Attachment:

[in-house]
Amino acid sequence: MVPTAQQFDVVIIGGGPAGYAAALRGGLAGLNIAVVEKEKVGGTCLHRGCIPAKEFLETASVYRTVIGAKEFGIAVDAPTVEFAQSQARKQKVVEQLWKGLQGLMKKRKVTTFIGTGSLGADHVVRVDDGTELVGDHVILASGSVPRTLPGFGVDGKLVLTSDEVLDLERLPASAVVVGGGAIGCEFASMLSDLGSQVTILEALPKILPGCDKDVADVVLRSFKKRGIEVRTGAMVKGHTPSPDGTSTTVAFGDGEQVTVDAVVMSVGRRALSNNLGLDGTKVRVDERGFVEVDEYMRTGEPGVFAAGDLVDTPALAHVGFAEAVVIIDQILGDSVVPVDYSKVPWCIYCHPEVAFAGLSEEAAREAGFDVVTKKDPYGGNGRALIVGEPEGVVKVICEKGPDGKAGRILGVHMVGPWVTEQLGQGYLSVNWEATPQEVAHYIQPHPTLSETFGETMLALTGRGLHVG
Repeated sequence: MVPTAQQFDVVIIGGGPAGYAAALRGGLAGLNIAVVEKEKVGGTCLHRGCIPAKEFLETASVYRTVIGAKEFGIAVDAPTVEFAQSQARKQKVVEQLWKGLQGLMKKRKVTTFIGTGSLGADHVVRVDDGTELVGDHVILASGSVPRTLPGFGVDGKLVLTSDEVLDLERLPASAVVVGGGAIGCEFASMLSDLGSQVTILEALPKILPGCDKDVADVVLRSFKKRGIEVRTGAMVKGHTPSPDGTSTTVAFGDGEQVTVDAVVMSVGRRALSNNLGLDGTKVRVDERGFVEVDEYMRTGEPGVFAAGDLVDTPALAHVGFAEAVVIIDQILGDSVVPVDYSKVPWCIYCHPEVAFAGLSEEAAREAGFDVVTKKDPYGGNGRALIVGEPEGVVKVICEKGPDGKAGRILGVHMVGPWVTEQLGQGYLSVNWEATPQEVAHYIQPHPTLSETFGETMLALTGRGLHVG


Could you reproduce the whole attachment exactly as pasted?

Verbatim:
[in-house]
Amino acid sequence: MVPTAQQFDVVIIGGGPAGYAAALRGGLAGLNIAVVEKEKVGGTCLHRGCIPAKEFLETASVYRTVIGAKEFGIAVDAPTVEFAQSQARKQKVVEQLWKGLQGLMKKRKVTTFIGTGSLGADHVVRVDDGTELVGDHVILASGSVPRTLPGFGVDGKLVLTSDEVLDLERLPASAVVVGGGAIGCEFASMLSDLGSQVTILEALPKILPGCDKDVADVVLRSFKKRGIEVRTGAMVKGHTPSPDGTSTTVAFGDGEQVTVDAVVMSVGRRALSNNLGLDGTKVRVDERGFVEVDEYMRTGEPGVFAAGDLVDTPALAHVGFAEAVVIIDQILGDSVVPVDYSKVPWCIYCHPEVAFAGLSEEAAREAGFDVVTKKDPYGGNGRALIVGEPEGVVKVICEKGPDGKAGRILGVHMVGPWVTEQLGQGYLSVNWEATPQEVAHYIQPHPTLSETFGETMLALTGRGLHVG
Repeated sequence: MVPTAQQFDVVIIGGGPAGYAAALRGGLAGLNIAVVEKEKVGGTCLHRGCIPAKEFLETASVYRTVIGAKEFGIAVDAPTVEFAQSQARKQKVVEQLWKGLQGLMKKRKVTTFIGTGSLGADHVVRVDDGTELVGDHVILASGSVPRTLPGFGVDGKLVLTSDEVLDLERLPASAVVVGGGAIGCEFASMLSDLGSQVTILEALPKILPGCDKDVADVVLRSFKKRGIEVRTGAMVKGHTPSPDGTSTTVAFGDGEQVTVDAVVMSVGRRALSNNLGLDGTKVRVDERGFVEVDEYMRTGEPGVFAAGDLVDTPALAHVGFAEAVVIIDQILGDSVVPVDYSKVPWCIYCHPEVAFAGLSEEAAREAGFDVVTKKDPYGGNGRALIVGEPEGVVKVICEKGPDGKAGRILGVHMVGPWVTEQLGQGYLSVNWEATPQEVAHYIQPHPTLSETFGETMLALTGRGLHVG